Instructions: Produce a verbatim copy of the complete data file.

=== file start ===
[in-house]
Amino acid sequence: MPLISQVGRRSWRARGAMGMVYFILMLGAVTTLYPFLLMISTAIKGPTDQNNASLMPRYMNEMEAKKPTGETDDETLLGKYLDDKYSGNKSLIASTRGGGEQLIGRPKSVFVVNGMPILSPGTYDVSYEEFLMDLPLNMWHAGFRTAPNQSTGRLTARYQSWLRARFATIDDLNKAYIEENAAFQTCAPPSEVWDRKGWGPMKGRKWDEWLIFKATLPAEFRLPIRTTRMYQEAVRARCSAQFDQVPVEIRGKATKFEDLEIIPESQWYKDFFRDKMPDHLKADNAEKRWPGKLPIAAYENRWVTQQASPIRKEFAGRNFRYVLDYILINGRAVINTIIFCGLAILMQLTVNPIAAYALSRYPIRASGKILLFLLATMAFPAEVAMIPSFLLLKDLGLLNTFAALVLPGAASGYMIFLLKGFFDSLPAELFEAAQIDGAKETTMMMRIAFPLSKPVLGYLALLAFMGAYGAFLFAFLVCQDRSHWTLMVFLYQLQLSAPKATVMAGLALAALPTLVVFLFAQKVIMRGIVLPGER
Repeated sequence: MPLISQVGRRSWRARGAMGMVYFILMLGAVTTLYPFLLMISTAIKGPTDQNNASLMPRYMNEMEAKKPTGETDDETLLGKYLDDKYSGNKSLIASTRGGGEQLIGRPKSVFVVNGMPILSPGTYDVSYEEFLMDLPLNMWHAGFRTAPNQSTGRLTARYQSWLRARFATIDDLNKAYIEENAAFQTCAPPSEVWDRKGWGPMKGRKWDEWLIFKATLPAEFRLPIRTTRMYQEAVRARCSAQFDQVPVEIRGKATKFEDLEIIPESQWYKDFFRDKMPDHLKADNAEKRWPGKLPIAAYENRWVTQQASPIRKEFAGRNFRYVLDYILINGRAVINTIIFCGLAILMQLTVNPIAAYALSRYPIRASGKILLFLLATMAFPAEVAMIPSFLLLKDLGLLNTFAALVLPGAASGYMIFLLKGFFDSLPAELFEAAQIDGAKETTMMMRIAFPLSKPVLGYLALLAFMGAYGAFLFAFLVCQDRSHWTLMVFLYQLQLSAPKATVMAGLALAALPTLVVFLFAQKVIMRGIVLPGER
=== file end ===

[in-house]
Amino acid sequence: MPLISQVGRRSWRARGAMGMVYFILMLGAVTTLYPFLLMISTAIKGPTDQNNASLMPRYMNEMEAKKPTGETDDETLLGKYLDDKYSGNKSLIASTRGGGEQLIGRPKSVFVVNGMPILSPGTYDVSYEEFLMDLPLNMWHAGFRTAPNQSTGRLTARYQSWLRARFATIDDLNKAYIEENAAFQTCAPPSEVWDRKGWGPMKGRKWDEWLIFKATLPAEFRLPIRTTRMYQEAVRARCSAQFDQVPVEIRGKATKFEDLEIIPESQWYKDFFRDKMPDHLKADNAEKRWPGKLPIAAYENRWVTQQASPIRKEFAGRNFRYVLDYILINGRAVINTIIFCGLAILMQLTVNPIAAYALSRYPIRASGKILLFLLATMAFPAEVAMIPSFLLLKDLGLLNTFAALVLPGAASGYMIFLLKGFFDSLPAELFEAAQIDGAKETTMMMRIAFPLSKPVLGYLALLAFMGAYGAFLFAFLVCQDRSHWTLMVFLYQLQLSAPKATVMAGLALAALPTLVVFLFAQKVIMRGIVLPGER
Repeated sequence: MPLISQVGRRSWRARGAMGMVYFILMLGAVTTLYPFLLMISTAIKGPTDQNNASLMPRYMNEMEAKKPTGETDDETLLGKYLDDKYSGNKSLIASTRGGGEQLIGRPKSVFVVNGMPILSPGTYDVSYEEFLMDLPLNMWHAGFRTAPNQSTGRLTARYQSWLRARFATIDDLNKAYIEENAAFQTCAPPSEVWDRKGWGPMKGRKWDEWLIFKATLPAEFRLPIRTTRMYQEAVRARCSAQFDQVPVEIRGKATKFEDLEIIPESQWYKDFFRDKMPDHLKADNAEKRWPGKLPIAAYENRWVTQQASPIRKEFAGRNFRYVLDYILINGRAVINTIIFCGLAILMQLTVNPIAAYALSRYPIRASGKILLFLLATMAFPAEVAMIPSFLLLKDLGLLNTFAALVLPGAASGYMIFLLKGFFDSLPAELFEAAQIDGAKETTMMMRIAFPLSKPVLGYLALLAFMGAYGAFLFAFLVCQDRSHWTLMVFLYQLQLSAPKATVMAGLALAALPTLVVFLFAQKVIMRGIVLPGER